Applying a finish to a butcher block table presents some unique challenges for the do-it-yourselfer. If the table is to be purely decorative, then it can be finished using any of the standard wood finishes, i.e., oil, varnish, shellac, etc. Because part of the appeal of the butcher block table is the pattern of the woodblocks that make up the top, paint is seldom used as a finish. But if the table is to be used for food preparation, the finish chosen for the top should be non-toxic and flavorless.

Since only the top of the table will be in contact with the food, the legs and sides can be finished with any type of finish. If done carefully, there will be a little variation in appearance between the top and sides. But if the consistency of appearance is important, the entire table can be finished with any of the products that we are going to discuss.

There are two basic types of wood finishing products; on the wood (varnishes, shellac, wax) and in the wood (tung oil, mineral oil, etc.). Although either of these can be used for a butcher block table the oil finishes have the advantage of soaking into the wood so they are less likely to be damaged by cutting instruments and less likely to transfer to food that comes in contact with the surface. All of the finishes that we will discuss are non-toxic so contamination of food is not an issue but damage by knives certainly is. Stains that change the color of the wood generally contain toxic components and so should be avoided.

There are several choices in oil finishes that will give good results on a butcher block table. Mineral oil is a clear product sold in pharmacies as a laxative. It can be wiped or brushed on and allowed to soak in. Several coats may be applied and the excess wiped off. Gentle buffing will yield a soft sheen. Another product that can be used is raw linseed oil.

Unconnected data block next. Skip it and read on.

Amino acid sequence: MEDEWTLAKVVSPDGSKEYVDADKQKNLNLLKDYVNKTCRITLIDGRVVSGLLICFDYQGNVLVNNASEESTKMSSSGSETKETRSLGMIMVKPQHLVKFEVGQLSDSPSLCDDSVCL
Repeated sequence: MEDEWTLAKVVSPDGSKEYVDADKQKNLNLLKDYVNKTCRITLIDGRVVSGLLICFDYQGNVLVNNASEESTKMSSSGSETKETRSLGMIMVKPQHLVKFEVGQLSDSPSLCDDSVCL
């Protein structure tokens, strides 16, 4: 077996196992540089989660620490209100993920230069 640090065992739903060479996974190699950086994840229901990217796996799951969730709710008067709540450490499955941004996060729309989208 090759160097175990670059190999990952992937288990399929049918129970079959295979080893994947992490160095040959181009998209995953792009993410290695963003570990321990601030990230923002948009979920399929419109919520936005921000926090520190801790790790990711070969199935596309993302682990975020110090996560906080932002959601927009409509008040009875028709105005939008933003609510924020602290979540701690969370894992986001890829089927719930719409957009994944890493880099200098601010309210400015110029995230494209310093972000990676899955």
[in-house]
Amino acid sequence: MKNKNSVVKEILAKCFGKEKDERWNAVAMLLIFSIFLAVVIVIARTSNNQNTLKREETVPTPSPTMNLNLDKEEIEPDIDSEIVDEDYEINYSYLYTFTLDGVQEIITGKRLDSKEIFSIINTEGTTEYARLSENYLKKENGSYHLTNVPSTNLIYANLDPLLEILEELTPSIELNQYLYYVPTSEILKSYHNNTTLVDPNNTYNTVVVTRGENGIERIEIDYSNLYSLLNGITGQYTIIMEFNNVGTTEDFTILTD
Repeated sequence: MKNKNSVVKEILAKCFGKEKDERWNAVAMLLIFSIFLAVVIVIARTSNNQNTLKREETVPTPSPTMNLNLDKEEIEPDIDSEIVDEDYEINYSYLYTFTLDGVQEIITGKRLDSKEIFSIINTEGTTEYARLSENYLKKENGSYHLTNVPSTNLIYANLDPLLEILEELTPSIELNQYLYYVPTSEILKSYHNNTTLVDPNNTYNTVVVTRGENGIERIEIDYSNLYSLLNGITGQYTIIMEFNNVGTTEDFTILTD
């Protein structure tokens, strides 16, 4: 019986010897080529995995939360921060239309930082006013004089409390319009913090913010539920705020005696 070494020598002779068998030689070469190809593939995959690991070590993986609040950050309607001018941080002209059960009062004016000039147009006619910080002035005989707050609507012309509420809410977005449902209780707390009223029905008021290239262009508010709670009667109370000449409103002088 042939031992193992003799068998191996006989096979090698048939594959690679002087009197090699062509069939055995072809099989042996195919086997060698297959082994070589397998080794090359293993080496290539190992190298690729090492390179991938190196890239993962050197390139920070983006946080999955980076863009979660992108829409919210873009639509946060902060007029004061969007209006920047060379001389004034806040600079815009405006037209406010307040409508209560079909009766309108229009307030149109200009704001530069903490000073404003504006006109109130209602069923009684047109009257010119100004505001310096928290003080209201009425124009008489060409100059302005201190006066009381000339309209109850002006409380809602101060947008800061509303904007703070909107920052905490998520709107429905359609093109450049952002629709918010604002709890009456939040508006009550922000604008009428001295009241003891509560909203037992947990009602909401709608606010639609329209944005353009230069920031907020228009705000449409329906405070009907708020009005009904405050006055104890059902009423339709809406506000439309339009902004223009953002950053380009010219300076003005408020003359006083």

Do not use boiled linseed oil; it has added chemicals that should not come in contact with food. Read the label carefully. Raw linseed oil has a slight yellow color that actually can enhance the look of some woods. Tung oil and walnut oil are also excellent choices for non-toxic finishes. However, make sure that the label says PURE tung oil or PURE walnut oil. Products labeled as oil finishes or oil varnishes have added ingredients that are not suitable for use near food. Read the label carefully if you have doubts.

One significant advantage of oil finishes is that they can be renewed by just applying more oil. No sanding or removal of the old finish is required. Just apply a new coat, let it dry for 15 minutes or so, and wipe away the excess.

There are two on-the-wood products that are non-toxic. The first is wax. The most common types are carnauba (made from palm trees) or beeswax. These are available as paste waxes and are applied in a light coat with a cloth to the surface. After drying, the surface is buffed with a clean dry cloth to give a satin sheen. Wax can be applied over an oil finish to provide extra protection and has the advantage of oil finishes in that it can be renewed by merely applying another coat.

The other non-toxic on-the-wood finish is shellac. Shellac is a natural resin secreted by an insect native to India and Thailand. It is harvested in the jungles and then refined to provide several grades of shellac. Many woodworkers mix their own shellac but the process requires some knowledge and experimentation. Luckily premixed shellac is available at paint and hardware stores. It can be applied by brush or using a soft, lint-free cloth.

Several coats may be applied but allow each coat to dry overnight before applying the next. Shellac that is old will lose its ability to dry so make sure that you use fresh products. Wax can be applied over the shellac for added protection. Since the shellac is on the surface of the wood, it is subject to damage from knives and other kitchen utensils and will soon show the effect of use. Renewing the surface requires sanding to provide adhesion for the new coating and, for this reason; oil finishes are preferred for this type of application.

Material Safety Data Sheets (MSDS) are available for most finishing products. Along with the label information, they can guide you in selecting a non-toxic finish. But remember, hazardous ingredients that comprise less than 1% of the product do not have to be listed so unless the label clearly says non-toxic, don’t assume that it’s safe. If you have questions, contact your supplier or the manufacturer.

Material Safety Data Sheets

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